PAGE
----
Figure 2 Non-enhanced sagittal view CT of head and orbit, showing ill-defined soft tissue mass of superomedial aspect of left orbit causing inferolateral displacement of left eye globe.

Figure 3 Non-enhanced axial view CT of head and orbit, showing ill-defined soft tissue mass at the medial aspect of left orbit causing lateral displacement of left globe.

Figure 4 T2 weighted image, coronal view of head and orbit, showing extra-conal isointense soft tissue mass of superomedial aspect of left orbit causing inferolateral displacement of left globe and medial orbital wall erosion with periosteal reaction, and opacification of left ethmoid and both maxillary sinuses. Surrounding fat planes are preserved.

Figure 5 T2 weighted image, sagittal view of head and orbit, showing slightly homogenously enhanced lesion seen at superomedial aspect of left globe.

Figure 6 T2 weighted image, axial view of head and orbit, showing homogenous isointense lesion, seen at superomedial aspect of left globe causing mild lateral proptosis of left eye globe.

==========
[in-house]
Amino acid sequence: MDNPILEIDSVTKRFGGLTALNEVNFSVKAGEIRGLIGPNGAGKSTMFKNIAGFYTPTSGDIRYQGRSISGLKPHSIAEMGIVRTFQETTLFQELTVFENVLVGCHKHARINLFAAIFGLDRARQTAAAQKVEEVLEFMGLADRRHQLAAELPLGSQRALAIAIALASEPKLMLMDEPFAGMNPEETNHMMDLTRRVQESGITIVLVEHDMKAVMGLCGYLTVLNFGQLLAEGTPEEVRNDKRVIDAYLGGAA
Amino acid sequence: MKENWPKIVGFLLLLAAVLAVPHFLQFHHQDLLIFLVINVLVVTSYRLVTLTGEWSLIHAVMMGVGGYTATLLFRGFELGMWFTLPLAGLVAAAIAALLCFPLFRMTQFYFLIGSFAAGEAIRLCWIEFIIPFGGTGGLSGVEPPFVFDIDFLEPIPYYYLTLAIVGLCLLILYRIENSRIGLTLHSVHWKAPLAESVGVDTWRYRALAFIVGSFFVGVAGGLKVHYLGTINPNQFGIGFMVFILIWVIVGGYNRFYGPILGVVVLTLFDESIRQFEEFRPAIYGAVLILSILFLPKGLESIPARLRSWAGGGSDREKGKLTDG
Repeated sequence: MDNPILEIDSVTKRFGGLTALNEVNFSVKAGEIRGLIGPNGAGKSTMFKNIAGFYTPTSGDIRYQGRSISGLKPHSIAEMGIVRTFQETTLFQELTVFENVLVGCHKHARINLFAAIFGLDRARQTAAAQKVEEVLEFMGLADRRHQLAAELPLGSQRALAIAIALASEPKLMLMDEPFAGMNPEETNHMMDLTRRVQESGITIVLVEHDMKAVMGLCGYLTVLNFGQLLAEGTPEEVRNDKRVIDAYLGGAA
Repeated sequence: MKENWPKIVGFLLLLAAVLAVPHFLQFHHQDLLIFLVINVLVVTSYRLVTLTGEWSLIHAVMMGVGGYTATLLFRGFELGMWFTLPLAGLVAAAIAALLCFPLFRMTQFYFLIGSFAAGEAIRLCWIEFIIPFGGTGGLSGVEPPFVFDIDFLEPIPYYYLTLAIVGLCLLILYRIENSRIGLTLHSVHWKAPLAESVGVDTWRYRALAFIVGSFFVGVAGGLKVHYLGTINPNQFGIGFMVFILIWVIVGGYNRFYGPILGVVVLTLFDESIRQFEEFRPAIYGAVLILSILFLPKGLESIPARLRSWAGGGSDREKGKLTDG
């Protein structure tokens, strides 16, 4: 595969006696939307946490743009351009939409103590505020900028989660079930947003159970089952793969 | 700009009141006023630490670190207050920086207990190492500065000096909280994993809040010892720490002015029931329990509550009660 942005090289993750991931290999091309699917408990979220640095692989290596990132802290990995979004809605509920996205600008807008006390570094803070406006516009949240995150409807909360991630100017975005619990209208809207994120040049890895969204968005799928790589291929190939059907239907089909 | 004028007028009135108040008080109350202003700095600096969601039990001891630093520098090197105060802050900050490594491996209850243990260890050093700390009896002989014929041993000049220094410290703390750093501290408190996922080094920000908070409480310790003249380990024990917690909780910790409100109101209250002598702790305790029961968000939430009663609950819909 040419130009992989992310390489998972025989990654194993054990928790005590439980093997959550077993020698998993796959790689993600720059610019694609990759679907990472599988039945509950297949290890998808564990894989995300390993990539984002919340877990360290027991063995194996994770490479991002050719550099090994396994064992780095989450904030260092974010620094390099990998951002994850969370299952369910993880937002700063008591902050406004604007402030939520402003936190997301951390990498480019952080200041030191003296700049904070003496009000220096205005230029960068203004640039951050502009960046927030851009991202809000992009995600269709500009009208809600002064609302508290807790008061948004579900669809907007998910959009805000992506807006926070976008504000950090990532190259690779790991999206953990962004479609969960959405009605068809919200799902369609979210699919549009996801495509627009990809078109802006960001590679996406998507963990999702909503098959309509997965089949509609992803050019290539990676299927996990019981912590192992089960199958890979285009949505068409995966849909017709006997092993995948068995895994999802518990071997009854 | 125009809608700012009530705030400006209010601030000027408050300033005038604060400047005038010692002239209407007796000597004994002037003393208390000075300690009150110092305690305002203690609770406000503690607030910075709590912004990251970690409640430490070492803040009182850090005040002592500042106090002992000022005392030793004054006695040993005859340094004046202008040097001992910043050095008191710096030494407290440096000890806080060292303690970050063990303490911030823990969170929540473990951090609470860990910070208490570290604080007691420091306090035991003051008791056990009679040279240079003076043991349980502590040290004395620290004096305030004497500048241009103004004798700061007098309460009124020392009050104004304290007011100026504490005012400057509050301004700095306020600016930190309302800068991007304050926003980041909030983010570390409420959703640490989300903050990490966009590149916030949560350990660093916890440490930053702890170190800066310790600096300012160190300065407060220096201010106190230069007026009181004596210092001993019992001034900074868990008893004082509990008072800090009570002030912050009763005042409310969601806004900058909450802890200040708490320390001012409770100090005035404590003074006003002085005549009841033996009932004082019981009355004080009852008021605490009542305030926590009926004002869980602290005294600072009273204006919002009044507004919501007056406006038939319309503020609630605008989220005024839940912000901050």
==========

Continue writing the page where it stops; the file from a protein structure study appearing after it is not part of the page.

The patient underwent systemic antileukemic chemotherapy, where the standard regimen for AML was given in the pediatric oncology unit. The regimen was two cycles of highly intensive chemotherapy. The first cycle of chemotherapy consisted of allopurinol, high doses of vitamin A, together with intrathecal methotrexate and dexamethasone, daunorubicin hydrochloride, and intrathecal vidarabine for central nervous system prophylaxis. No side effects or complications of chemotherapy were noted during the follow up period. Two weeks after chemotherapy, remarkable improvement and decrease of proptosis were observed, and the patient was scheduled for further follow up and a second cycle of chemotherapy in the coming weeks.

The parent of the patient provided written informed consent for the case details to be published, and no institutional approval was required to publish the case details.


Granulocytic sarcoma occurs in a different locations in the body including the orbit,3,4 even before the diagnosis of leukemia.3,5 It presents during childhood with mean age approximately 7 years old, and can be observed in as early as infancy.3,4 This is consistent with the case we present. Orbital myeloid sarcoma was reported in only 1 of 250 cases in a previous study,5 and orbital infiltration in leukemia was the third most common extramedullary manifestation of acute leukemia.6 The direct infiltration of the orbits in leukemia can present with proptosis, chemosis, lid edema, intra‑retinal macular or sub‑hyaloid hemorrhages, cotton wool spots, blurring of vision, diplopia, palsies of the extra‑ocular muscle, or papilledema due to the increased intracranial pressure.5 Most cases of orbital involvement in AML present with unilateral proptosis,711 and few case reports have reported bilateral orbital involvement as an initial manifestation of AML.12,13